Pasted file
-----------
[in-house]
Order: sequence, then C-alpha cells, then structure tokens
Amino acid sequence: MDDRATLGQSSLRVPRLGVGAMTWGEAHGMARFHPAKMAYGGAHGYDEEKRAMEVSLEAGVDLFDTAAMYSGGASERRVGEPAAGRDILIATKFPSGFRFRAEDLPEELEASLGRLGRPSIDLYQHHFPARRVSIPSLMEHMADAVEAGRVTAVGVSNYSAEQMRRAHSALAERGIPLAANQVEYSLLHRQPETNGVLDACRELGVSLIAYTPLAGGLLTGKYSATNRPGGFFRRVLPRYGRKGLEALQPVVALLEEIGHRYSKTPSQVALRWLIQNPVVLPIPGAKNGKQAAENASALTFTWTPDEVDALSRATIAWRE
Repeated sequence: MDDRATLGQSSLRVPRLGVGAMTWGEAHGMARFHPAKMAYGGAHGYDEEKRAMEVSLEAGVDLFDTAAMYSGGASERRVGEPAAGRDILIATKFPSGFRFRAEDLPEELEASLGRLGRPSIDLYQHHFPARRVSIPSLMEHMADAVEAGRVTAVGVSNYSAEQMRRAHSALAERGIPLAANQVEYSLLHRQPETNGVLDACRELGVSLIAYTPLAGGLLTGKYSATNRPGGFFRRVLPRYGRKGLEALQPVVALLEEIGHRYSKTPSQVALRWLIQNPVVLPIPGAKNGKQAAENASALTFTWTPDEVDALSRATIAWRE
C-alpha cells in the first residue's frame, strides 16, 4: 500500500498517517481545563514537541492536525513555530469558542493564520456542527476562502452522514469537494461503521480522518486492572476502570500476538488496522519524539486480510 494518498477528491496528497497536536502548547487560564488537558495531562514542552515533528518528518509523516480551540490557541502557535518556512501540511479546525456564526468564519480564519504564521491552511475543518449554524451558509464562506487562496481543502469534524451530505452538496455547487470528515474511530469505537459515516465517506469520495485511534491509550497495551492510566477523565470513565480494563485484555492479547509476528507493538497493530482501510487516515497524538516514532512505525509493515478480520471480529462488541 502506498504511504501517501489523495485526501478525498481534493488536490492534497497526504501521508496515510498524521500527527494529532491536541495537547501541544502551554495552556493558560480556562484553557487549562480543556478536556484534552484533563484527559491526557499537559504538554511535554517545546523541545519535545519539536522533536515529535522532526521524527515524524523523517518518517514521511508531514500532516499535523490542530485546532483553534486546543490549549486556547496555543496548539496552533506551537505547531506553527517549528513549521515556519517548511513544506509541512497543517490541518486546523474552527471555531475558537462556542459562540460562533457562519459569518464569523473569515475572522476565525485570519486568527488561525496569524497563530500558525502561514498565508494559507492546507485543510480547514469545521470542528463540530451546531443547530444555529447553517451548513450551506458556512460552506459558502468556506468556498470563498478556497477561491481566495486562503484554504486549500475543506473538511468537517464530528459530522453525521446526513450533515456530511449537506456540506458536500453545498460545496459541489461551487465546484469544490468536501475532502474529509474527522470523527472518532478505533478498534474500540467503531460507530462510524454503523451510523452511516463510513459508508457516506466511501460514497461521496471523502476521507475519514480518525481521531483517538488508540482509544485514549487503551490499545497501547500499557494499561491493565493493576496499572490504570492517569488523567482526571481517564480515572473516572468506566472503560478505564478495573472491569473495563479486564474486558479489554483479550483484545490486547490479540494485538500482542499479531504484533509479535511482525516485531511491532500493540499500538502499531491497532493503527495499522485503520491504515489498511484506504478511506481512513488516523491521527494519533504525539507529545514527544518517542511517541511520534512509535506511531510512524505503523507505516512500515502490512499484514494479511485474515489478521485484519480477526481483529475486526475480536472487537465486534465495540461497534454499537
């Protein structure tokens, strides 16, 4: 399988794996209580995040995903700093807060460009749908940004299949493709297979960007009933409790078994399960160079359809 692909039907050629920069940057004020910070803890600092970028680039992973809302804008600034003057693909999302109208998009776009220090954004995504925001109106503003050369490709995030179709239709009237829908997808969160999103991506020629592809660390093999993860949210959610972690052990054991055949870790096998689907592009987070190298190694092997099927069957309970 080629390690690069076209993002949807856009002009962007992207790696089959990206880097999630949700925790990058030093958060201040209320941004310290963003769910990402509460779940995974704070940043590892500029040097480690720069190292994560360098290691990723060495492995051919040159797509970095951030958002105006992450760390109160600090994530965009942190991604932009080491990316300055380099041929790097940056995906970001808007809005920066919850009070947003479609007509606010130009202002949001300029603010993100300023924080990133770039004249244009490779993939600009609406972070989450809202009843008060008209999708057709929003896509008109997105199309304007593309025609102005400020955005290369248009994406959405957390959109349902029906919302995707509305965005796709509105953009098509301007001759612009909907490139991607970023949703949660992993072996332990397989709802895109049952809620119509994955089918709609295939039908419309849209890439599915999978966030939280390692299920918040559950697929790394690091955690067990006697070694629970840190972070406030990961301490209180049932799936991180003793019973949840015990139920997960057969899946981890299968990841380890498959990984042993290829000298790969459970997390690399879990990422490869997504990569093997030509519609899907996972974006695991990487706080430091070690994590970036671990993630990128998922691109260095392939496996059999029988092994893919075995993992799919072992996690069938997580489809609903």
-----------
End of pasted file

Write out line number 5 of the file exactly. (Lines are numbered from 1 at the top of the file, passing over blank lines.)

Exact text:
C-alpha cells in the first residue's frame, strides 16, 4: 500500500498517517481545563514537541492536525513555530469558542493564520456542527476562502452522514469537494461503521480522518486492572476502570500476538488496522519524539486480510 494518498477528491496528497497536536502548547487560564488537558495531562514542552515533528518528518509523516480551540490557541502557535518556512501540511479546525456564526468564519480564519504564521491552511475543518449554524451558509464562506487562496481543502469534524451530505452538496455547487470528515474511530469505537459515516465517506469520495485511534491509550497495551492510566477523565470513565480494563485484555492479547509476528507493538497493530482501510487516515497524538516514532512505525509493515478480520471480529462488541 502506498504511504501517501489523495485526501478525498481534493488536490492534497497526504501521508496515510498524521500527527494529532491536541495537547501541544502551554495552556493558560480556562484553557487549562480543556478536556484534552484533563484527559491526557499537559504538554511535554517545546523541545519535545519539536522533536515529535522532526521524527515524524523523517518518517514521511508531514500532516499535523490542530485546532483553534486546543490549549486556547496555543496548539496552533506551537505547531506553527517549528513549521515556519517548511513544506509541512497543517490541518486546523474552527471555531475558537462556542459562540460562533457562519459569518464569523473569515475572522476565525485570519486568527488561525496569524497563530500558525502561514498565508494559507492546507485543510480547514469545521470542528463540530451546531443547530444555529447553517451548513450551506458556512460552506459558502468556506468556498470563498478556497477561491481566495486562503484554504486549500475543506473538511468537517464530528459530522453525521446526513450533515456530511449537506456540506458536500453545498460545496459541489461551487465546484469544490468536501475532502474529509474527522470523527472518532478505533478498534474500540467503531460507530462510524454503523451510523452511516463510513459508508457516506466511501460514497461521496471523502476521507475519514480518525481521531483517538488508540482509544485514549487503551490499545497501547500499557494499561491493565493493576496499572490504570492517569488523567482526571481517564480515572473516572468506566472503560478505564478495573472491569473495563479486564474486558479489554483479550483484545490486547490479540494485538500482542499479531504484533509479535511482525516485531511491532500493540499500538502499531491497532493503527495499522485503520491504515489498511484506504478511506481512513488516523491521527494519533504525539507529545514527544518517542511517541511520534512509535506511531510512524505503523507505516512500515502490512499484514494479511485474515489478521485484519480477526481483529475486526475480536472487537465486534465495540461497534454499537